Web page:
• Economy tanks by year three - We have to put up with annoying socialist professors saying "I told you so" for about 3 more years. The economy will start to go bad in a year and a half to two years. Partly this will be because Chavez is shipping a lot of surplus wealth to Cuba (which he will then scale down), but more than that it's because price controls simply don't work, and neither does giving people cash for free. By the middle of the second year, real cracks will be showing. The country will have spread itself thin, and the social situation will be deteriorating. Public opinion will begin to turn, which will only inspire more crackdowns. By year three, the place will be a shambles - just as Chile was.



In short, the experiment will fail - again, just as it always has in the past. Socialism doesn't work because it can't.

Will this end the debate? Absolutely not. The unfortunate recipients of the socialist gene will just find some other excuse for why it didn't work with Chavez (almost certainly it will be mostly the US' fault), and so the cycle will spin again. Paul Krugman will keep his job at the Times. However - I do believe that history slowly approaches a better state. Venezuela's inevitable failure won't end the debate, but it will weaken the Socialist case that much more. We'll have to go through this several more times, but eventually the world will learn.

It reminds me of what Paul Graham says about programming languages:


It seems to me that there have been two really clean, consistent models of programming so far: the C model and the Lisp model. These two seem points of high ground, with swampy lowlands between them. As computers have grown more powerful, the new languages being developed have been moving steadily toward the Lisp model. A popular recipe for new programming languages in the past 20 years has been to take the C model of computing and add to it, piecemeal, parts taken from the Lisp model, like runtime typing and garbage collection.


Something similar is happening with Socialism and Capitalism. They were invented at roughly the same time - Capitalism a little ahead of Socialism. Capitalism got its trial run first, and everyone beheld it and saw that it was good. But it just wasn't the way that people were used to thinking about things. And so they continued trying to make the other model work. And this process goes through several iterations - Socialism is tried, and it fails for one reason or another, and so people try it again. But here's the catch: each time they try it, it's a little bit "less Socialist" than it was before and a bit "more Capitalist."

There aren't any more dyed-in-the-wool Socialists. That breed was laid to rest by Margaret Thatcher in 1979. It's interesting that a lot of the agitators she faced down in the 70s and 80s were more Socialist by that point than the Soviets (who were already talking quietly about reform) and the Chinese (who were already talking openly about reform). Eastern Europe was just about ready to gear up for another push at the envelope. So yes, even though the UK wasn't nearly as Socialist in implementation as, say the DDR or USSR, when I think of who faced honestly Socialist opponents, the real vanguard of the revolution, I think of Thatcher vs. the Trade Unions.

In any case, radical Socialism went with the Cold War. And it was largely gone before the Cold War's end anyway. The Soviet Union was not nearly so radical in 1991 as it had been in 1981, and less so in 1981 than in 1971. Lenin's picture was everywhere, but his revolutionary zeal was not. And that's because his policies simply didn't hold up on the ground.

At each iteration, Socialism becomes more like Capitalism. If you meet someone who calls himself a Socialist today, he's as likely as not to tell you that competiton is important, or that the free market brings benefits, sure, it just has to be tweaked here and there for "humanitarian" reasons. You rarely find people today who think that factories should be directly controlled by workers, or that there should be no differences in wages for different jobs, or that the government should put everyone on a rationing system. These ideas are still out there, but they hardly form the backbone of "Socialist" thought as they once did. Now, "Socialists" recognize the need for hybrid systems. And when these systems fail to outperform freer systems, they'll recognize even more of a need.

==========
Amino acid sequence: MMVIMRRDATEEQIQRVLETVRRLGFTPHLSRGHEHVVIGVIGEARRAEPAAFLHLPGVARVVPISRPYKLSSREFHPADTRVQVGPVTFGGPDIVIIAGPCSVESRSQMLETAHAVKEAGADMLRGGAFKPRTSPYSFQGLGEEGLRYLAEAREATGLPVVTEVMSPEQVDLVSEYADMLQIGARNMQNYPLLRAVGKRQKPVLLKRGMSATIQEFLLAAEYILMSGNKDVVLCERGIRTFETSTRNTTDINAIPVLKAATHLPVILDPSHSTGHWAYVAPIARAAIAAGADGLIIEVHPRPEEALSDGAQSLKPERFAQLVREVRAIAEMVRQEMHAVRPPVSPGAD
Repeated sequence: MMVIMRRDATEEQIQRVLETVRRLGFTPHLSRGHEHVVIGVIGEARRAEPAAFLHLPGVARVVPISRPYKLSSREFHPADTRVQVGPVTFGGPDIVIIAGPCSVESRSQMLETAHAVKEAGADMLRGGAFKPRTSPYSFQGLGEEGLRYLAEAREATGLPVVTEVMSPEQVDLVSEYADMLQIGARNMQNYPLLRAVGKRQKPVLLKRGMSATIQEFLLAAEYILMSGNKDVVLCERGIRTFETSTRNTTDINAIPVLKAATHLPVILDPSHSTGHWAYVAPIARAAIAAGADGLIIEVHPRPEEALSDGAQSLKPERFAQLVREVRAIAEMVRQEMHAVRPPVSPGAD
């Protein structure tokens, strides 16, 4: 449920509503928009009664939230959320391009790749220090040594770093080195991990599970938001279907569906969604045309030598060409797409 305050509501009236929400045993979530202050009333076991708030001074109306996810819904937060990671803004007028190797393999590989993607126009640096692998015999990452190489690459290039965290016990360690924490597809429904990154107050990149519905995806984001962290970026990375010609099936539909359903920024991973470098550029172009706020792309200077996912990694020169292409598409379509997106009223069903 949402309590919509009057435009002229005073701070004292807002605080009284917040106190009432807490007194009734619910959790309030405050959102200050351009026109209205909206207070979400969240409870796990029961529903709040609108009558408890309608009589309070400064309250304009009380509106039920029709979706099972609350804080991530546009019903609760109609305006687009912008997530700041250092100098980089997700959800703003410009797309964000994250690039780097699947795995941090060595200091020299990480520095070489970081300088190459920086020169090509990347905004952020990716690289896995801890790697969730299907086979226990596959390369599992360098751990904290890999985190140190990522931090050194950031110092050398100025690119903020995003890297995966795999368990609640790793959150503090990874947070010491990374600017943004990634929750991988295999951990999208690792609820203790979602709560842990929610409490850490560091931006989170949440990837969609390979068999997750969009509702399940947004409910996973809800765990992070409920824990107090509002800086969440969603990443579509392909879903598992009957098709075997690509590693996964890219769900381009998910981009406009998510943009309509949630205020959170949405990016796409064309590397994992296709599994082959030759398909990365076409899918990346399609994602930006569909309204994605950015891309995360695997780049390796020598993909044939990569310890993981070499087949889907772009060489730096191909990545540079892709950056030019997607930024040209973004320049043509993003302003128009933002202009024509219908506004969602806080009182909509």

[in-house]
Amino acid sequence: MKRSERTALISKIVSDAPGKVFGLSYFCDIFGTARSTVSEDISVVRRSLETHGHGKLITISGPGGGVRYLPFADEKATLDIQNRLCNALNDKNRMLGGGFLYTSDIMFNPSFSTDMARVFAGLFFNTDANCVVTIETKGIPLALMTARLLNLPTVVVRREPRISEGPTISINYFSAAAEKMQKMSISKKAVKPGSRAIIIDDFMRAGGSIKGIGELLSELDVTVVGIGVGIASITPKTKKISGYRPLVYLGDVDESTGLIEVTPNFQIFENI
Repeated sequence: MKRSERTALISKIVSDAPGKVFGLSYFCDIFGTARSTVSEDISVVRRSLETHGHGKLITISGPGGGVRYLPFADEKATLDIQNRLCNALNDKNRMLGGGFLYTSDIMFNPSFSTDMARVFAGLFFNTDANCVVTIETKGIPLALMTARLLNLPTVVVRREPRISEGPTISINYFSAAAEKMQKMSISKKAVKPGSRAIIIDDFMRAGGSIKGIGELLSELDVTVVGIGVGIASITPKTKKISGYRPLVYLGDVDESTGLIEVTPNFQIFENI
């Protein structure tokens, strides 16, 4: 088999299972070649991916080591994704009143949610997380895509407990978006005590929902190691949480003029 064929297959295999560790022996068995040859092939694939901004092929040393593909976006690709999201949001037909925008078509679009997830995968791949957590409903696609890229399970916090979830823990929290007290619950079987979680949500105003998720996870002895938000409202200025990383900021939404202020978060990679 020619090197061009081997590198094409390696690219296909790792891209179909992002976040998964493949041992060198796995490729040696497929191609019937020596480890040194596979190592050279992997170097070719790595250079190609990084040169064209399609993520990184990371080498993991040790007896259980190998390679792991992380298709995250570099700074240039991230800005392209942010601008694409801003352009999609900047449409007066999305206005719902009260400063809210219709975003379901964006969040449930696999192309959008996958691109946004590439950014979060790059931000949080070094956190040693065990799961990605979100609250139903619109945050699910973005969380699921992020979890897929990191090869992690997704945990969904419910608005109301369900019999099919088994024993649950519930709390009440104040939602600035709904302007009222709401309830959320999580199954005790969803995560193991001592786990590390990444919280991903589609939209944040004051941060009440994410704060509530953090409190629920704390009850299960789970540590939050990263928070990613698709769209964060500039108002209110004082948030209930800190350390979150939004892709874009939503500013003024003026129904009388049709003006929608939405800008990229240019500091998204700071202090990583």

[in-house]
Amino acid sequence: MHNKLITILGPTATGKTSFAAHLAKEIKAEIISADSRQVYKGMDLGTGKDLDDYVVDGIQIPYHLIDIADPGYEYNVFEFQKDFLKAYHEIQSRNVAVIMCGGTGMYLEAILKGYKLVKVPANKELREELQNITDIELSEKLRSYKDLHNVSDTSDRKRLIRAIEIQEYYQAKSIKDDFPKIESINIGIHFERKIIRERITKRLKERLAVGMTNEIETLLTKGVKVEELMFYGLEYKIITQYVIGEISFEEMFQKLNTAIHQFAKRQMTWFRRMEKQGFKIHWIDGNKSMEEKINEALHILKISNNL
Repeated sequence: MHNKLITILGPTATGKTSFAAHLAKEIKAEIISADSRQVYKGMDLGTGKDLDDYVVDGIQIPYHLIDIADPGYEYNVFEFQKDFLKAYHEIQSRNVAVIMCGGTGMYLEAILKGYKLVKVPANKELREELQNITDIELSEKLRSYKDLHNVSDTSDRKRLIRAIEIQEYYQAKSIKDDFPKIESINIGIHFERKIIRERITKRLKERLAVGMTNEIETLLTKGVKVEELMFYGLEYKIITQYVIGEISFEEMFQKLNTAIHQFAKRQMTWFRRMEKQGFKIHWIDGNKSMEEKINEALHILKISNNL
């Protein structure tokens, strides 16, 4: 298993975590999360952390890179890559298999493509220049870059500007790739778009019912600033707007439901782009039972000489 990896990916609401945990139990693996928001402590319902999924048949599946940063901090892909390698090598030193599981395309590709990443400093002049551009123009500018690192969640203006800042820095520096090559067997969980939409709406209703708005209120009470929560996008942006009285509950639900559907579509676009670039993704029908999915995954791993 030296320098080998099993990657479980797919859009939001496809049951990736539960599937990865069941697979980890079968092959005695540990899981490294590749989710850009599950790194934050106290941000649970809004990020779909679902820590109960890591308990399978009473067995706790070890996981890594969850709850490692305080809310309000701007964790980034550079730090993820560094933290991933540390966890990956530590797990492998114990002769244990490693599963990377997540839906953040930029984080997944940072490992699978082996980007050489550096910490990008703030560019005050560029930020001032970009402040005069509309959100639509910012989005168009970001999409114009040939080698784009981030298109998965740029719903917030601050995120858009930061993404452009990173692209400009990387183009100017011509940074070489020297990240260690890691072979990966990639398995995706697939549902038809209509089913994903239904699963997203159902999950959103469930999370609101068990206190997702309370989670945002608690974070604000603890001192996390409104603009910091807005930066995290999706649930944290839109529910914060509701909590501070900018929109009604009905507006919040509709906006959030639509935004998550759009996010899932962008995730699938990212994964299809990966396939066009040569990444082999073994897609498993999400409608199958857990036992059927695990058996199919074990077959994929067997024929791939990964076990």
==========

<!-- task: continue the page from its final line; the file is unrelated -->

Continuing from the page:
And we'll go on repeating this process until the world gets it right. Just languages based on C get gradually more like Lisp with each generation, Socialism gets gradually more like Capitalism with each generation.

We had it right in the early 20th century. The world had an ideal economic system staring it in the face. But then we mucked it up. And now we'll just keep mucking, I guess, until we realize that.

Well, Chavez is the next class volunteer to demonstrate for us why central planning is moronic, and why, in fact, people really are individuals, and not "citizens" or "comrades" or whatever else. We'll watch this drama play out, and it will suck for the people who have to live through it.

But I take some small comfort in knowing that this one will suck a bit less than last time, and so on and so on to the End of History.

2 Comments:

At 2:56 PM, Blogger Noah said...

With regard to step one, I read somewhere that Venezuelan oil-cash is mostly being spent on consumer goods rather than investment, so, even without the march toward socialism, the wealth there is unlikely to last.

With the socialism, of course, it will fall apart even faster.

 
At 5:26 PM, Blogger Joshua said...

Consumer goods build a capital base for those selling them, though. This is why commodity economies can get away with the appearance of success with Socialism at first - as Chile did during the first year of Allende's presidency. Since the money represents real stuff (i.e. oil - or, more pertinently, the imported goods from abroad they buy with their oil money), they can use it to stimulate demand (i.e. entice people to buy consumer goods), which is generally good for the economy. Of course, none of this means a damn if the stimulated economy is being systematically mismanaged, as is about to happen with Venezuela to great pain.